Set Cookie Expiration Date – Browser compatiability

I was having an issue with the cookie expiration date not being set correctly for Internet Explorer 11 via Javascript.  I had found an older Javascript class for setting and modifying cookies that was available that I was using.  The class did not support sub-cookies however, so I added that functionality, as well as a few tweaks.

cross-browser complaint expiration date on browser cookies
IE has different rules for how to set the expiration date on a cookie that the other browsers. But there is a simple way to make your cookies expiration date cross-browser compliant, even with the various versions of Internet Explorer!

Variable for setting a Cookies Expires Value

The bottom line is that I soon found that historically there have been two ways to set an expiration date in a cookie – expires or max-age.

  • expires
    • UTC Date format expected
    • Example:
      • Thu, 26 Mar 2015 15:26:23 GMT
    • Can be easily generated from a Javascript date object with the toUTCString() method
      • NOTE: Many other sources on the internet suggest using the toGMTString() method, however this is deprecated and is not advised to be used moving forward.
  • max-age
    • EPOCH (or Unix time) is expected
      • Number of seconds since January 1st, 1970
    • Example:
      • 1427383583165
    • When setting max-age for a cookie, set the amount of time until the cookie will expire, not the full EPOCH time from 1970.
      • Example:
        • Expire in 1 minute:
          • 60   (60 seconds)
        • Expire in 1 day:
          • 86400   (60 seconds * 60 minutes in an hour * 24 hours in a day)

So which option is the correct option?  Sadly, the answer depends on which browser the visitor is using.  max-age is the predominate option, however older versions of Internet Explorer (I believe it’s 8 and older) do not recognize this value and instead expect expires to be set instead. That said, my testing at the time of writing this shows that IE11, Chrome, and FF will all accept either value. However, the best scenario for this is to simply set both.  This will cover your bases regardless of what browser your visitor uses.  It is my understanding that most browsers will look for the max-age value first, and then fall back to expires if needed.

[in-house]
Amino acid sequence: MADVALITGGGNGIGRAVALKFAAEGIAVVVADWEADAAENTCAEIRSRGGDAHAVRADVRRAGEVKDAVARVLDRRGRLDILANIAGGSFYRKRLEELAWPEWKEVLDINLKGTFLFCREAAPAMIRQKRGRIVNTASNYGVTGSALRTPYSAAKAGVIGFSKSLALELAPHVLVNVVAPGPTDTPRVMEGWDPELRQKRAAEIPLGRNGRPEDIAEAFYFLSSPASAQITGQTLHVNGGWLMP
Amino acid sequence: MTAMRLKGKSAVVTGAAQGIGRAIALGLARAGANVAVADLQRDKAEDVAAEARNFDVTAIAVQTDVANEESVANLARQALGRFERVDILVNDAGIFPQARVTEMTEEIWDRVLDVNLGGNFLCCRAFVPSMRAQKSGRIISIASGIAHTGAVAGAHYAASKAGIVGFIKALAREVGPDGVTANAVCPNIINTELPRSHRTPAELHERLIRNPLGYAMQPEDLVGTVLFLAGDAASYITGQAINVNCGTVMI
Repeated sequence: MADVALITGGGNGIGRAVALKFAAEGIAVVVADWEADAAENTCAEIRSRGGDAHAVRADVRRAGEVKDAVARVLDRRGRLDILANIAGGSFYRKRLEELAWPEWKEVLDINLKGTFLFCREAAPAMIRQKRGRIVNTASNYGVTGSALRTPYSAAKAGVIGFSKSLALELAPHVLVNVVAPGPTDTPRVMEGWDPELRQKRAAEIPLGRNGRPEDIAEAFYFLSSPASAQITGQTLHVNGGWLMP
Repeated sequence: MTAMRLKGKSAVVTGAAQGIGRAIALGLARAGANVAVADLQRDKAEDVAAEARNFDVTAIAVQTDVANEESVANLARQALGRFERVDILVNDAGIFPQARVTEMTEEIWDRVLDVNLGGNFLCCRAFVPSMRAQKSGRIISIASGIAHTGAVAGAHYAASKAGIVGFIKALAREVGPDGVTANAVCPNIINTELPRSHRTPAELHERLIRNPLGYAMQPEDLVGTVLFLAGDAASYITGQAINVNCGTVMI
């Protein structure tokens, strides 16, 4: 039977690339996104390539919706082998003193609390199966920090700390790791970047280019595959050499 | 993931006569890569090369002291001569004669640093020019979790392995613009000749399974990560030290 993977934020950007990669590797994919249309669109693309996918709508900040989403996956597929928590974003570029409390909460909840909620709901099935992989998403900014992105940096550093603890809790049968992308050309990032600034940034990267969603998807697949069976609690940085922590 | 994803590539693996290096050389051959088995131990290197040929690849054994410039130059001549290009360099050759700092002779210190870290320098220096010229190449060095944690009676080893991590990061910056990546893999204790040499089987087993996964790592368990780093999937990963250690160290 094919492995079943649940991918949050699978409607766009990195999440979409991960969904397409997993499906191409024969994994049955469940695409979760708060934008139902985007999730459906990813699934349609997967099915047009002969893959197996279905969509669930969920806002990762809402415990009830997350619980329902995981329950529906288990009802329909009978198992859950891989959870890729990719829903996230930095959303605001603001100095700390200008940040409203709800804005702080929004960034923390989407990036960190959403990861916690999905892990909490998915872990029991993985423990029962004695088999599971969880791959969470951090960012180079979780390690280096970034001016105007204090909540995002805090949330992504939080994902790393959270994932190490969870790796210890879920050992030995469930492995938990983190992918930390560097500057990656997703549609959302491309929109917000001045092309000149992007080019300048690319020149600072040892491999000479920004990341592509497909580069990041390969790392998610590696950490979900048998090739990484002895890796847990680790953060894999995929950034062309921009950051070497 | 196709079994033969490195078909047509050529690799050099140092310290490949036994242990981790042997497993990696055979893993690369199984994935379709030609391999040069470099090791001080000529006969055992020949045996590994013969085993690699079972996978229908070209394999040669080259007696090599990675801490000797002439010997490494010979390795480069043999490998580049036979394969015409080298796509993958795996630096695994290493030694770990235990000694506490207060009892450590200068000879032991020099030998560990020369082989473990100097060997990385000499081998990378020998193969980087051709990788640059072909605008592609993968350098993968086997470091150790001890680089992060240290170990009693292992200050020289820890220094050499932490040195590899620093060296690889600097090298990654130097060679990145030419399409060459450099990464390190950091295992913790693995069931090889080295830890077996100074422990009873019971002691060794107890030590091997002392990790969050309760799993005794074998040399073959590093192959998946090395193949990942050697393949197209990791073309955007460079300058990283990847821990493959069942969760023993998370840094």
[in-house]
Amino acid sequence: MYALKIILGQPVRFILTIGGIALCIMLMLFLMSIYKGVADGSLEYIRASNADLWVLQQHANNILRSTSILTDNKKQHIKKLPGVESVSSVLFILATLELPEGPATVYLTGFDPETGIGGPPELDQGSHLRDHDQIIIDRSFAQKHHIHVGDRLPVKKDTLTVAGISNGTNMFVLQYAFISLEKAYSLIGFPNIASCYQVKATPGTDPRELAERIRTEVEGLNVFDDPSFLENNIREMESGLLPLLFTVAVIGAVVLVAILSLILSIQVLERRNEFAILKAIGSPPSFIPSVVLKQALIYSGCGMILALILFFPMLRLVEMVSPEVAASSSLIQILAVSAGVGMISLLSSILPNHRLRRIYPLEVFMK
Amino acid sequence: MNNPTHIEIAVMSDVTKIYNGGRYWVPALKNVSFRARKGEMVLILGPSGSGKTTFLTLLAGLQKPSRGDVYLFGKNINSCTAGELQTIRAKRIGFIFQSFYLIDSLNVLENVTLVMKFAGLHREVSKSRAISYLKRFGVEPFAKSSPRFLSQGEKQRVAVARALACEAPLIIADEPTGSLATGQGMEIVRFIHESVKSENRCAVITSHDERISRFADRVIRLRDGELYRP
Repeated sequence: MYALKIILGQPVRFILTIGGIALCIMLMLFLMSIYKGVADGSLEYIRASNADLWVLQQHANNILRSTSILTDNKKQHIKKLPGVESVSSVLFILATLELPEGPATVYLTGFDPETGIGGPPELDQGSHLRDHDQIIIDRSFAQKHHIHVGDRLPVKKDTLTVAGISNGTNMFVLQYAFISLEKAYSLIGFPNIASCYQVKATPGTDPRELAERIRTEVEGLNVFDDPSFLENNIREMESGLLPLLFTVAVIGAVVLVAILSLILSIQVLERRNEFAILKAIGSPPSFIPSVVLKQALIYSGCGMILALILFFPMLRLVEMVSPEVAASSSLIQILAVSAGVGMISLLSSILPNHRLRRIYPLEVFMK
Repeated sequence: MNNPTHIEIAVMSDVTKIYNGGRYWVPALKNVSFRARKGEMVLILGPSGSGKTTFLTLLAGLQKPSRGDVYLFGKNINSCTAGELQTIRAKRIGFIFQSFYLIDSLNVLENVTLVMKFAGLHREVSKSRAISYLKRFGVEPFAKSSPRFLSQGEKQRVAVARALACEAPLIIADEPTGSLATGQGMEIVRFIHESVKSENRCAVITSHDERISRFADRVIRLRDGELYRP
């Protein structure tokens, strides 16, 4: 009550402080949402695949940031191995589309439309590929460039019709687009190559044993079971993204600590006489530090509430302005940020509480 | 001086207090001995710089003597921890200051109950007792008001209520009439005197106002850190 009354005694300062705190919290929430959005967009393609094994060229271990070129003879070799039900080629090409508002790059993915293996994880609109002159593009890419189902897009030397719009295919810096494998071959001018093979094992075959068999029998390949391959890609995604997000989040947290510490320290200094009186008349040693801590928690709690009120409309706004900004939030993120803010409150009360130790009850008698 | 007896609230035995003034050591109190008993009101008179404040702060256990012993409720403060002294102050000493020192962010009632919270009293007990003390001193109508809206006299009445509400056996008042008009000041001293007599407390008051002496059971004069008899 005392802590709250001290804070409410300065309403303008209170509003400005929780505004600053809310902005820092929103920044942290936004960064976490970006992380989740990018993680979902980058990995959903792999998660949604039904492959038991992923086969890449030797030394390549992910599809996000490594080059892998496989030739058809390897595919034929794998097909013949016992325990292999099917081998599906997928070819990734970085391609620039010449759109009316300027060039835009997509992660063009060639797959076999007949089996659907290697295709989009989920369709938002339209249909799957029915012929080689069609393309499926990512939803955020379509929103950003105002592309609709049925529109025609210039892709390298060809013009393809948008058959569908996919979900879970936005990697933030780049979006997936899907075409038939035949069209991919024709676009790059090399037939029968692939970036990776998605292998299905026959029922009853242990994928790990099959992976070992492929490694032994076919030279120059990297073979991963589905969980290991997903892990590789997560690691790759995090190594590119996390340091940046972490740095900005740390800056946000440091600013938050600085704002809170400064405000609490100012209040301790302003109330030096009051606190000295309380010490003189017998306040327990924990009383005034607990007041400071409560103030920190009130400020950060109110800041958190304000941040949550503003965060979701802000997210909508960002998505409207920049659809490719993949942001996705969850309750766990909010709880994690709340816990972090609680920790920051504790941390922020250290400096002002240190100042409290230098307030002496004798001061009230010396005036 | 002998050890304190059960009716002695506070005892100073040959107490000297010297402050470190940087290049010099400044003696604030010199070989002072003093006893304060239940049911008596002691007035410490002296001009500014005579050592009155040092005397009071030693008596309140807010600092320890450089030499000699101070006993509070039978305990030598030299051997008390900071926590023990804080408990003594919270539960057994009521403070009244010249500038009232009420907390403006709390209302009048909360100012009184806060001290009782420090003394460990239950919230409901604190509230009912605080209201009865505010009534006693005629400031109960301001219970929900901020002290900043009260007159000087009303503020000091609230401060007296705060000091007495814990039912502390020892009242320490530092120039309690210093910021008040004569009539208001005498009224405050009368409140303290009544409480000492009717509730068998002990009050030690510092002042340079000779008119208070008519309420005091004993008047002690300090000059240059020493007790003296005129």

Allowable Dates

There is a limitation on the max date allowed of January 19th, 2038 (at 03:14:07 to be precise) due to the 32bit time system built into servers (year 2038 bug).  For this reason, that is the max allowed date (at this time) that you should use when setting a future expiration date to ensure optimal browser compatibility.  In epoch time, the max translates to 2147483647.

Checking Cookie Values


EditThisCookies is the greatest browser plugin for this – simple, quick, easy, allows you to modify or delete cookies as needed.


Firefox maybe the best browser for viewing cookies as they update in realtime as the cookie values change.  To view them however, you need to install Firebug. Choose the Cookies tab and watch all of the cookie info display and update. Alternatively, you can view cookies without Firebug by right clicking on a page and choosing View Page Info.  Then choose the Security tab, and the View Cookies button.

Internet Explorer

Using IE11 got a bit easier, but still  not very friendly for working with cookies. You can use the Developer Tools for this though, but it’s still kluky and in my experience not always accurate regarding the expiration date.  The program listed below did help though.

  • Open Developer Tools
  • Choose Network tab
  • Click the green play button in the top left to start capturing data.
  • Load your webpage to capture network data.
  • Choose: Network (tab) -> Details -> Cookies  This will list all of the cookies and their information for this webpage.
    • NOTE: If your cookie was set on this page load it will not display.  You will need to refresh the page again to view the cookie value.
    • NOTE: You will need to “capture” network traffic by clicking the green triangle in the top left corner.  If “capture”mode is enabled, it will show a red square (stop sign).

This program can be installed on your PC (worked on Windows 8 even though not listed as a supported OS on their site) that will allow you to view cookie values.  It has come in handy.

Javascript Cookies Class

I mentioned at the start of this article that I am using a Javascript class for cookie management – you can find a copy of that class on GitHub.